In a robust debate about the wisdom of using litigation to enforce corporate governance standards, Colin Melvin, chief executive of Hermes Equity Ownership Services, made clear his opposition to legal action as a “normal” way of dealing with companies coming off their governance rails. According to Melvin, for shareholders to sue companies in which they hold stocks is to effectively sue themselves.
True change, he said, comes through shareholders and boards aligning their interests. Legal actions are a distraction for everyone, in particular company executives who must still run the company. Launching litigation should be a matter of last resort, he emphasised.
One share one vote
Investors mainly stand behind the idea of one share one vote. Anne Simpson, senior portfolio manager at CalPERS, emphatically provided her support for the policy during a panel discussion between ICGN founders.
The sentiment met with hushed approval in the room. As Simpson pointed out, such a stance is not without reason. Earlier this year the Financial Times reported supporters of “one share one vote” are butting heads with those who advocate “loyalty shares” offering long-term stock holders enhanced voting rights.
Supporters of loyalty schemes include such luminaries as Warren Buffett and Jack Bogle, founder of Vanguard, one of the world’s largest fund houses. Even the European Commission has flirted with the idea of revising the one share one vote orthodoxy. Simpson insisted the principle needed to be “respected”.
Jamie Dimon, the now notorious head of JP Morgan, met with condemnation for his recent comments that “lazy” and “irresponsible” shareholders had given too much power to proxy advisers. Geoff Lindey, one of the founders of ICGN and formerly with the National Association of Pension Funds, rounded on Dimon in front of a packed hall saying the CEO “knew nothing about how pension funds work.” He hammered home the point by noting how “clever men can say stupid things”.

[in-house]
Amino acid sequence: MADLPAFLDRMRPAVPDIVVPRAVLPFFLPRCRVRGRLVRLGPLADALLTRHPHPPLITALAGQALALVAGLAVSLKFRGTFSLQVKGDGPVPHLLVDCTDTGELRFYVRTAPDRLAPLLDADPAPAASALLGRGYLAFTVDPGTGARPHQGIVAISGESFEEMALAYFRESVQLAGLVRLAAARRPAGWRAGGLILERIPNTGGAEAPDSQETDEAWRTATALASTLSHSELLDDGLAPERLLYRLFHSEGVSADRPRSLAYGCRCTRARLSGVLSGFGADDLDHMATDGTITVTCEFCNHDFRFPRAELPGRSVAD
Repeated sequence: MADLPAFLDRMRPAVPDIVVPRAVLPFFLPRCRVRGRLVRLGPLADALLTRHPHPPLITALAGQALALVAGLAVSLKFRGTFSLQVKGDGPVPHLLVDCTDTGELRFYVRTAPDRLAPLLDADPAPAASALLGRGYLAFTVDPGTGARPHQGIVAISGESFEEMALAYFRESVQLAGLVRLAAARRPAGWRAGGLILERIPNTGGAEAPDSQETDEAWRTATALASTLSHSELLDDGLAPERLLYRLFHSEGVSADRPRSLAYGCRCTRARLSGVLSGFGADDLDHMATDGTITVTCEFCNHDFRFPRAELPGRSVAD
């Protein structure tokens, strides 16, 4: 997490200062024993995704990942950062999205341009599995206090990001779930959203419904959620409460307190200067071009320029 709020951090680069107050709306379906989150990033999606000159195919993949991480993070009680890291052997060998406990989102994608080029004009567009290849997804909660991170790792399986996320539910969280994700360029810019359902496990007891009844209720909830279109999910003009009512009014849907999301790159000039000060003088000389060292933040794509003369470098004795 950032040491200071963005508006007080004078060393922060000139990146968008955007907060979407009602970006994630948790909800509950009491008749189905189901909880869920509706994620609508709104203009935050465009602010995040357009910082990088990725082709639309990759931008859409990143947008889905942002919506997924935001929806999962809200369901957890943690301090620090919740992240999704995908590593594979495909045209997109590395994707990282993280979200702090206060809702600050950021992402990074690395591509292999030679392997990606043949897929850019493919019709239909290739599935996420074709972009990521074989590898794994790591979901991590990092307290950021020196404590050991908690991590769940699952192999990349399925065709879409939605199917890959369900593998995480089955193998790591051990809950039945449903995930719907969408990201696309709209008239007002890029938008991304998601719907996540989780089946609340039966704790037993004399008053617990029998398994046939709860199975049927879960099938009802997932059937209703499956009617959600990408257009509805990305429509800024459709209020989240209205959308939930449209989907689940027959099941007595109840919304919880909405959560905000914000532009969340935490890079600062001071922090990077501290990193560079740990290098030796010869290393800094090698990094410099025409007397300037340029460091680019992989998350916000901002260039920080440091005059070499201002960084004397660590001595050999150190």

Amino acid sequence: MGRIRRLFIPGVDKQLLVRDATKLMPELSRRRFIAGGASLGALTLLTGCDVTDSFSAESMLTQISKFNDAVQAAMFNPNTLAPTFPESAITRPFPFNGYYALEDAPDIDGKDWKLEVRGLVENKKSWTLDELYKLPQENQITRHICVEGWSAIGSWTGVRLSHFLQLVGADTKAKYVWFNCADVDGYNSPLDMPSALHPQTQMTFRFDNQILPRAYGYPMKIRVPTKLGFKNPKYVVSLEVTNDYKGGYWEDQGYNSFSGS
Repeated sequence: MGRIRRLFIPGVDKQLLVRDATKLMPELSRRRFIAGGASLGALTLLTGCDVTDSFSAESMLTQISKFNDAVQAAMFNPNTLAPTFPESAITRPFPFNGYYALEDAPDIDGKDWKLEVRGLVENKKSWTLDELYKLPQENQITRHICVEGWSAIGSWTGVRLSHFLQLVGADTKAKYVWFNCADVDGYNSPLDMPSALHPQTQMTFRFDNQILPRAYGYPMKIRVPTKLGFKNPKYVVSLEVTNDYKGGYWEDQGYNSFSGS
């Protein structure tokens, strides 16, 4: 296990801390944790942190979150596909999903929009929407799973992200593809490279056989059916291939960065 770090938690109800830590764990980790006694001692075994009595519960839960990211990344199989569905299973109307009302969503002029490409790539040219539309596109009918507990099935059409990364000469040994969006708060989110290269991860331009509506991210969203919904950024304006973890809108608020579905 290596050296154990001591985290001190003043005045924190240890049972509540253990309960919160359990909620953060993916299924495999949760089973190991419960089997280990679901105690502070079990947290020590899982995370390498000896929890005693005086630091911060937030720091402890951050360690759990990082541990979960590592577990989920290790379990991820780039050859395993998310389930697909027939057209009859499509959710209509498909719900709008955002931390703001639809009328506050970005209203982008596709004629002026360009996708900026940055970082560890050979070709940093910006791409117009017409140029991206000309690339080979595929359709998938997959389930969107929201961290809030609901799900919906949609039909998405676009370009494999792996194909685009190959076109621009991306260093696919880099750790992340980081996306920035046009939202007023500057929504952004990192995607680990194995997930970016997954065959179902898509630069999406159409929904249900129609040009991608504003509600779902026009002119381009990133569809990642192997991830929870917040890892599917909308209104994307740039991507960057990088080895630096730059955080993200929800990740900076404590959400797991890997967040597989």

Audit committees proved a big issue on the first day of the conference. The big bone of contention proved the lack of engagement between shareholders and the audit committee chairman. Nick Land, a former head of Ernst & Young in the UK and now audit and risk committee chairman with telecomms giant Vodafone, confessed that in nine years of chairing an audit committee he’d received only two questions from investors. He added there were many issues at Vodafone for investors to “get their teeth into”.
But they don’t. Perhaps the most radical view on audit committees came from Dutchman Paul Koster, investor representative at the International Forum of Independent Audit Regulators, who demanded that audit committees be much more “aggressive” in launching their own internal investigations should they suspect a problem.
The audit committee, Koster added, should be able to provide “binding advice” to a full board. Natasha Landell-Mills, head of ESG research at Sarasin & Partners, emphasised the shareholder view that audit committees are critical, saying a lack of investor interest in audit had created “the space” for bad behaviour.